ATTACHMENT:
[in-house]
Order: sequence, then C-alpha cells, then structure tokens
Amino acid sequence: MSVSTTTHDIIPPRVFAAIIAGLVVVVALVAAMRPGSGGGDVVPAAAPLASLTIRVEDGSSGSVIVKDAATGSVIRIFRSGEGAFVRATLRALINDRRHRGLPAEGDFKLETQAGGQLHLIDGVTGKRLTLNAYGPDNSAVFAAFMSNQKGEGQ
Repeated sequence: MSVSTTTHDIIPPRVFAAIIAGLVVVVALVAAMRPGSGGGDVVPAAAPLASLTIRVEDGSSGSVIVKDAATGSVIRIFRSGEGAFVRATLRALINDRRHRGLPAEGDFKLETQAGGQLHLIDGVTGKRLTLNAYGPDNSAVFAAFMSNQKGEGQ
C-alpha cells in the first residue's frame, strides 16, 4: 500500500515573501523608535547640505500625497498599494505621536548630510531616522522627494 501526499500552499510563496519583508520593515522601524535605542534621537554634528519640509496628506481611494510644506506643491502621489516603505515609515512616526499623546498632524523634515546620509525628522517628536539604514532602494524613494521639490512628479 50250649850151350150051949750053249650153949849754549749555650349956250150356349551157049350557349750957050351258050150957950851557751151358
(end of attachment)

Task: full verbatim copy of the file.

[in-house]
Order: sequence, then C-alpha cells, then structure tokens
Amino acid sequence: MSVSTTTHDIIPPRVFAAIIAGLVVVVALVAAMRPGSGGGDVVPAAAPLASLTIRVEDGSSGSVIVKDAATGSVIRIFRSGEGAFVRATLRALINDRRHRGLPAEGDFKLETQAGGQLHLIDGVTGKRLTLNAYGPDNSAVFAAFMSNQKGEGQ
Repeated sequence: MSVSTTTHDIIPPRVFAAIIAGLVVVVALVAAMRPGSGGGDVVPAAAPLASLTIRVEDGSSGSVIVKDAATGSVIRIFRSGEGAFVRATLRALINDRRHRGLPAEGDFKLETQAGGQLHLIDGVTGKRLTLNAYGPDNSAVFAAFMSNQKGEGQ
C-alpha cells in the first residue's frame, strides 16, 4: 500500500515573501523608535547640505500625497498599494505621536548630510531616522522627494 501526499500552499510563496519583508520593515522601524535605542534621537554634528519640509496628506481611494510644506506643491502621489516603505515609515512616526499623546498632524523634515546620509525628522517628536539604514532602494524613494521639490512628479 50250649850151350150051949750053249650153949849754549749555650349956250150356349551157049350557349750957050351258050150957950851557751151358